2. Masembe of Maya is herdsman to the Kabaka’s cow named Nnaamala. During the coronation of a Kabaka, Masembe presents a gourd of milk before the Kabaka while uttering the warning: “I am the herdsman of your cow Nnaamala. From this cow, your grandfather Kimera got his milk.”After the Kabaka tastes the milk, Masembe removes the gourd of milk.
  3. Kalibbala was responsible for capturing a live antelope to be used in the preparation ceremonies of a new king in the assumption of royal duties. The antelope was used in a mock hunting session to remind the new king of Kabaka Kimera’s use of hunting powers in his ascent to the throne.

Nseenene Proverbs and their Meanings

Below are some Luganda proverbs relating to the grass-hopper (extracted from “Luganda Proverbs” by Ferdinand Walser, Copyright by Dietrich Reimer, Verlag Berlin, 1982)

  • “Nseenene” : nva lugendo.” “I am an nseenene (edible grass-hopper) : I come from a long journey. Expression used, when a visitor comes from far.
  • “Ka nkwetegule: ejjanzi lyetegula mukazi muzadde.” Let me get away from you: as the grass-hopper gets away from a mother (who wants to get hold of it as a play thing for the child).
  • “Azaala omulalu y’amanya: enseenene zigwa kwa kikome.” The parent of mad child knows how to handle him: the grass-hoppers settle down in dull weather (cannot be caught when the sun shines).
  • “Ekijja obunaku kyemanya: 1) ejjanzi terigenda na nzige; 2) eriiso lijja n’obukwina bwalyo.” A poor thing knows its limitations: 1) the green grass-hopper does not fly with the locust; 2) the eye is satisfied with its lashes (which do not join the beard or the hair). Meaning: Do not aspire after things too high for you!
  • “Ekinene kigenda na kusingirwa: enseenene zigenda na vvu.” Something big goes (is achieved) with a pledge (a gift or bribe): the nseenene (edible grass-hoppers) go with ashes. To make the nseenene eatable their wings and legs must be removed. For that purpose, the fingers are dipped in ashes, because the roasted grass-hoppers are greasy and slippery.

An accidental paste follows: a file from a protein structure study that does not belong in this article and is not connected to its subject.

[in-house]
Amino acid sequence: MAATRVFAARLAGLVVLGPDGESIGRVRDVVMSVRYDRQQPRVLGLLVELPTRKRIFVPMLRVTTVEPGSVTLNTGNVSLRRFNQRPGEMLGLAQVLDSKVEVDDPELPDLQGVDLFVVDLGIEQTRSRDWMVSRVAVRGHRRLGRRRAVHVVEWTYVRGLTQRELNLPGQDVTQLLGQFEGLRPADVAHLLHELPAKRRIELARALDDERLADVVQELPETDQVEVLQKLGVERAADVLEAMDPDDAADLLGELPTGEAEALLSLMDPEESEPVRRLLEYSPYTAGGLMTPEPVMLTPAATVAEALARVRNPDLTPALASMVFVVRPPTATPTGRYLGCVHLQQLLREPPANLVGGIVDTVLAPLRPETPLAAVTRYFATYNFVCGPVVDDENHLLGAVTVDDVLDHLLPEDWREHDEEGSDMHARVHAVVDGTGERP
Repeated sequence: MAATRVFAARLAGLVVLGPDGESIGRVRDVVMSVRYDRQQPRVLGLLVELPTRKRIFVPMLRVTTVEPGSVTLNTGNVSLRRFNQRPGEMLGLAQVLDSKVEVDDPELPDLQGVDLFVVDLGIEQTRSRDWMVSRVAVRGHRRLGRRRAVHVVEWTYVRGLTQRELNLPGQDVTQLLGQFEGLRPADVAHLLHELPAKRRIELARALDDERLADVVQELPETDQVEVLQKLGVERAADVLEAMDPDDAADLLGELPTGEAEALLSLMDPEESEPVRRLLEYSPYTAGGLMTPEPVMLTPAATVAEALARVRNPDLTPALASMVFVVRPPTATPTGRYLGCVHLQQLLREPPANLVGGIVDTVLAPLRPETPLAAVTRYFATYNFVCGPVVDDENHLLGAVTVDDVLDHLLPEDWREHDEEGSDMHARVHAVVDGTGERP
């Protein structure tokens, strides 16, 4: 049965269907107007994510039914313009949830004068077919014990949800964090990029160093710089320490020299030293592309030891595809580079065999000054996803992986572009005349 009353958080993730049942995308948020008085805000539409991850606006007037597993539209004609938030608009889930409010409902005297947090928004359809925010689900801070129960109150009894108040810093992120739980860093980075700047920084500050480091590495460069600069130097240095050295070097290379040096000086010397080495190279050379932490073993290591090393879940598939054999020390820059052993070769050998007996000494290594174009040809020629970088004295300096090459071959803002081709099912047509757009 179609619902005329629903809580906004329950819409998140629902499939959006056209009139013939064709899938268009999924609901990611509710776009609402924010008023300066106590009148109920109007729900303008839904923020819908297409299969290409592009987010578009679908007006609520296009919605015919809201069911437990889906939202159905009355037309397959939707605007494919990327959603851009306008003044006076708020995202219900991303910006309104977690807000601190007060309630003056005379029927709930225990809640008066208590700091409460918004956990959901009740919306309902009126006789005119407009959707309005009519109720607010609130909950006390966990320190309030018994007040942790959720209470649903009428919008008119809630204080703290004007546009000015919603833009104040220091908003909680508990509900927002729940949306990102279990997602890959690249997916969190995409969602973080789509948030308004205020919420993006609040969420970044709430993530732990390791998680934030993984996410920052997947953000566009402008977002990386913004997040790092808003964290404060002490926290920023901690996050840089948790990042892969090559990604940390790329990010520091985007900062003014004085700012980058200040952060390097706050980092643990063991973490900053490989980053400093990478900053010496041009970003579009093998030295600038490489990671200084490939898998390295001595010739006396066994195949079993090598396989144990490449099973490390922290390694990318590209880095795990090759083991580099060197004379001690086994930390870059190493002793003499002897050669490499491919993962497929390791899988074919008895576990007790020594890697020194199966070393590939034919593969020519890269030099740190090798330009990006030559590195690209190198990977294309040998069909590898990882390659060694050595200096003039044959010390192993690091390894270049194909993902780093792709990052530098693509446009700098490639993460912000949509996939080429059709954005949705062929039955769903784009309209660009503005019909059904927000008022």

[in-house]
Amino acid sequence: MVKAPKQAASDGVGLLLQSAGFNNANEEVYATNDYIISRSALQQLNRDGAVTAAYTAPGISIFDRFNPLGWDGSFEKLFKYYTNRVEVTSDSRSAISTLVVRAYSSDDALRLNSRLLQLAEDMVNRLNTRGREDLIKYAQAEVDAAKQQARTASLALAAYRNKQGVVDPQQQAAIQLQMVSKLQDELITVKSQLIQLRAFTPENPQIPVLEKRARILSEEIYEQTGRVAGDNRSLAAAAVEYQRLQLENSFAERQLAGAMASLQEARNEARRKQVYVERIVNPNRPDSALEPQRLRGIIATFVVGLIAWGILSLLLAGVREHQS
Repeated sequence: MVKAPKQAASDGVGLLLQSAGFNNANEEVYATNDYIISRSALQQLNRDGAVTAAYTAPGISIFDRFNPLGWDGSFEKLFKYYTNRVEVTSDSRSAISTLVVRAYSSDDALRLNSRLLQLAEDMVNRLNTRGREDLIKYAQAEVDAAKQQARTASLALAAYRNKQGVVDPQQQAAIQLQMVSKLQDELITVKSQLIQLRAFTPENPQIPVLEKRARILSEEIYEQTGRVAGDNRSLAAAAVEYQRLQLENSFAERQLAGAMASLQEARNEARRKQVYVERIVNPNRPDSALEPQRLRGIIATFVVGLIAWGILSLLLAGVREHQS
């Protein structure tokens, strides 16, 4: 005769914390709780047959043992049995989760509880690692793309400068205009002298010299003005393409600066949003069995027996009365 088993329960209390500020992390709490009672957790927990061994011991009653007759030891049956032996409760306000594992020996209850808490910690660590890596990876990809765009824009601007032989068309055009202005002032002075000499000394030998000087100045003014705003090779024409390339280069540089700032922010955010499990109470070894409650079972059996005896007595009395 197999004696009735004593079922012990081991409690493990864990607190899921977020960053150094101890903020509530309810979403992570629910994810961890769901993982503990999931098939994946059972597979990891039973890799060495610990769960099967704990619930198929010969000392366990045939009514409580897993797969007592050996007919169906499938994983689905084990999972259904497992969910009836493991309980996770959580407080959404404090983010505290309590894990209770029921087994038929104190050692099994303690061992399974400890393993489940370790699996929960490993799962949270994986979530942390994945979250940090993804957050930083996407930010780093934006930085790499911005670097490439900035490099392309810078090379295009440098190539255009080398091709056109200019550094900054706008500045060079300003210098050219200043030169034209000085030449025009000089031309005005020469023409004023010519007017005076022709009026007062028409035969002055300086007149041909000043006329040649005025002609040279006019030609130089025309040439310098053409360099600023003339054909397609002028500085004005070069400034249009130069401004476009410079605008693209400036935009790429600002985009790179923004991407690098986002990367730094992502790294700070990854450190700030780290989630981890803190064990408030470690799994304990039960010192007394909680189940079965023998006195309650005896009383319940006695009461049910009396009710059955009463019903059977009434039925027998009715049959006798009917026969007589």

• “Gafuma (gamala okufuma): bagabejjereza taaba; nti nnabangogoma alina emmindi?” “If the teeth (amannyo are getting discolored: they blame it on the tobacco”; has the grass-hopper a pipe?” Meaning: The lazy man does not take the trouble to clean his teeth and retorts that tobacco cannot be the reason.
  • “Nkalakkalira: ng’ensiiba y’ejjanzi.” (That is) something permanent (unchangeable): like the amulet (on the neck) of the grass-hopper (permanent growth).
  • “Nnali nkirabye: enseenene eva ku mumwa gwa nsawo.” “I have seen it before” : (says) the grass-hopper, trying to escape from the opening of the bag.”

Migration of the Nseeneene Clan Heads

The following is an outline of the Nseenene clan migration into Buganda:

  1. Kiroboozi settled at Busongola county in Tooro.
  2. Buyonga, Kalibbala, and Nnandawula moved to Bwera in Buddu county, Buganda.
  3. Buyonga, Kalibbala, and Nnandawula moved to Nakakoni village in Ggomba county, Buganda.
  4. Buyonga moved to Kisozi in Kyadondo county, Buganda.
  5. Kalibbala settled in Nsiisi in Busujju county, Buganda.